Categories
Moderna Pfizer Vaccine

mRNA and DNA

Messenger RNA (mRNA) vaccines (like Pfizer and Moderna) do not alter your DNA.

In fact, they lack all of the basic requirements necessary to alter DNA. In other words, it’s biologically impossible.

In order for a mRNA vaccine to alter someone’s DNA, several events would have to occur…

  1. mRNA would need to enter the cell nucleus, where DNA lives. However, mRNA do not have the “secret door code” (called nuclear access signal) that would allow it to enter. mRNA vaccines can’t get in.
  2. If the mRNA vaccine did get in (which it won’t), mRNA would have to be then converted to DNA. This would require a tool called “reverse transcriptase”, which the vaccine doesn’t have.
  3. Also, if it made it into the nucleus, mRNA would then to need to insert itself into the DNA. The mRNA would need a tool called “integrase” to do this, which the vaccine doesn’t have.

mRNA is found in all living cells. So, sorry to break it to you, but you already have mRNA within you. This is because our cells need instructions on how to function. The mRNA vaccines add a chapter to this instruction manual: “how to properly to fight the COVID19 virus”.

Some vaccines are being developed and tested to target DNA. And they are also safe (but I can explain at another time). Also viruses like HIV can integrate themselves into DNA, but this isn’t true of all viruses, and HIV can only do so with the help of special tools. None, of which, the COVID19 vaccines have.

Love, YLE

Data Sources:
https://www.nature.com/articles/d41586-020-01221-y
https://www.idsociety.org/covid-19-real-time-learning-network/vaccines/vaccines-information–faq/

Categories
Moderna Pfizer Vaccine Variant

Vaccines are made with mutations in mind

The Moderna and Pfizer vaccine induces something called a polyclonal response. Basically, the vaccine instructs the body to generate numerous shaped antibodies that can connect to many different parts of the virus (see picture). Those antibodies are diverse in shape and cover the whole waterfront of the spike protein.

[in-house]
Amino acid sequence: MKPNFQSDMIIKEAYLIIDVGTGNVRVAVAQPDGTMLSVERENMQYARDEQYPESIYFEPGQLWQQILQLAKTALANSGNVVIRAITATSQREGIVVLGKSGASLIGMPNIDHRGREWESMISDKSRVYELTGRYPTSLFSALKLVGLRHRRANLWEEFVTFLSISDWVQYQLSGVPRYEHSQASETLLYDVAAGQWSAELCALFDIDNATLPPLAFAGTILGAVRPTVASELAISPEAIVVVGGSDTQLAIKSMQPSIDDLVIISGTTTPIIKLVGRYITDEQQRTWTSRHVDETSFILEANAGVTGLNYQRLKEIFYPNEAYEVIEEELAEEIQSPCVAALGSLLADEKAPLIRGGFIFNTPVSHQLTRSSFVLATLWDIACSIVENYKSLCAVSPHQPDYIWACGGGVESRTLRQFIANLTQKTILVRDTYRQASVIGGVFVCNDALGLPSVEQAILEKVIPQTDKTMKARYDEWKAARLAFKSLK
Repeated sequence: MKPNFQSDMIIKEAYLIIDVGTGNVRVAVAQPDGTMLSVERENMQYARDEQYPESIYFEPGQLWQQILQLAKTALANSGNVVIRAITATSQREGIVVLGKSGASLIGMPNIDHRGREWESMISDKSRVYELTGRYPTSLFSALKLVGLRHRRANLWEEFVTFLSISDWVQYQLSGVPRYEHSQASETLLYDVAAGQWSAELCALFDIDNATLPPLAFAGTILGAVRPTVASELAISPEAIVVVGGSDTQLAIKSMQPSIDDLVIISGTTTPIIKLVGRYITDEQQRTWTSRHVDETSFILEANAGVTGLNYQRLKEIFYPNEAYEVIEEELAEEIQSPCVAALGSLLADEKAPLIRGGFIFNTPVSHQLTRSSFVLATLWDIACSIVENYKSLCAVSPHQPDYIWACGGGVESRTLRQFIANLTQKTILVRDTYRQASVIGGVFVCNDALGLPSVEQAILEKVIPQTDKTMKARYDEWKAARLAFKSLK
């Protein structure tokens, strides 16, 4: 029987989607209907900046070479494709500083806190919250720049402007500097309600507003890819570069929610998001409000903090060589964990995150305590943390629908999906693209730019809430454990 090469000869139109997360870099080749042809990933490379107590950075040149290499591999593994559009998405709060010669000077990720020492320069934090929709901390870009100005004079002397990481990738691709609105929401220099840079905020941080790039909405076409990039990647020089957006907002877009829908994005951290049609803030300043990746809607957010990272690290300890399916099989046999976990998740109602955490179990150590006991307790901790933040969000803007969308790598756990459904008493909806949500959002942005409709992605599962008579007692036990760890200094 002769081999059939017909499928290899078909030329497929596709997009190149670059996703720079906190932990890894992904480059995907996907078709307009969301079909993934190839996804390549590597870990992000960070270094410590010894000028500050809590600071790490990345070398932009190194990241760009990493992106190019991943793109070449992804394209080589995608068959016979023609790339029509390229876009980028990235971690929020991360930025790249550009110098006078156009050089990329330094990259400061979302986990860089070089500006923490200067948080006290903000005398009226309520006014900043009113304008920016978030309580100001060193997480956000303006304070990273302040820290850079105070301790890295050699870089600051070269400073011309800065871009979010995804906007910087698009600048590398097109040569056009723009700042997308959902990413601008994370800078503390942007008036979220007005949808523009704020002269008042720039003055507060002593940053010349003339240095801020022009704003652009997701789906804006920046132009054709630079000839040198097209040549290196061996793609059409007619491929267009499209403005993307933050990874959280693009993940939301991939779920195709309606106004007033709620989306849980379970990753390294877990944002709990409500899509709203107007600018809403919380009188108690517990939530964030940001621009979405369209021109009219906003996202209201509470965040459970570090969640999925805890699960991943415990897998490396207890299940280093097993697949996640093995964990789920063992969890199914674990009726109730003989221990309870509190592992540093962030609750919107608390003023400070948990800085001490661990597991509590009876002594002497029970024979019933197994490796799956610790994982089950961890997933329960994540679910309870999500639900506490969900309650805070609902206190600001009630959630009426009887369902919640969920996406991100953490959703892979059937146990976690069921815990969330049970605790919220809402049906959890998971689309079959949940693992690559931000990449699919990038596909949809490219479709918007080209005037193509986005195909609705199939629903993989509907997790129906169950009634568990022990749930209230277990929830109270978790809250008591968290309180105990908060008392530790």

A spike protein mutation here and there would still leave areas for the antibodies to attach. Mutations to those target sites raise the possibility that the vaccines would be less effective, not necessary that they won’t work at all. Mutations are likely a long way from making any vaccine useless. Scientists say it will probably take years.

However, if a random mutation did render a vaccine useless, the mRNA instructions are incredibly easy to change. This is the beauty of this type of vaccine. It’s like editing a Word document; just tweaking the code a little. And, the FDA wouldn’t need Phase I-III trials again. This is because the code isn’t changed enough to concern safety or efficacy. They would just need to see a study with a few dozen people that showed the new code produced satisfactory amounts of antibodies and protection against the mutated virus.

According to GISAID (a public genetic database of the virus) there’s about 12,000 known mutations for the COVID-19 virus. And the mutations in a few (UK, SA, Brazil, and Nigerian variants) look like they change some of the target sites, but certainly not all.

We are still very much hopeful for the effectiveness of the vaccines.

Love, YLE

Some data sources for more reading:
GISAID: https://www.gisaid.org
WHO 12,000: https://www.who.int/publications/m/item/weekly-epidemiological-update—5-january-2021
Mutations: https://www.statnews.com/2021/01/07/coronavirus-mutation-vaccine-strength/
https://elifesciences.org/articles/61312

Categories
Drug treatments Moderna Pfizer

Fighting Misinformation

Lots of misinformation bubbling up lately. Here is the science you can use to dismiss a few of them…

Ivermectin. 

This is an anti-parasitic medication, which MAY have the ability to reduce COVID19 mortality. A recent study, called ICON, pulled medical records from patients in four Florida hospitals: 172 COVID patients treated with Ivermectin and 107 treated without. Scientists found that mortality decreased among patients with Ivermectin. HOWEVER, the patients that got Ivermectin were also more likely to get steroids too, which we know helps fight COVID19. So, we aren’t sure if people were less likely to die because of steroids or because of ivermectin. There has also been one test tube study and two small randomized control trials (Egypt and Iraq). Ivermectin is definitely something to watch, but we certainly don’t have enough evidence to change COVID19 treatment. Don’t start taking your pet’s ivermectin prescription. We need stronger, larger studies.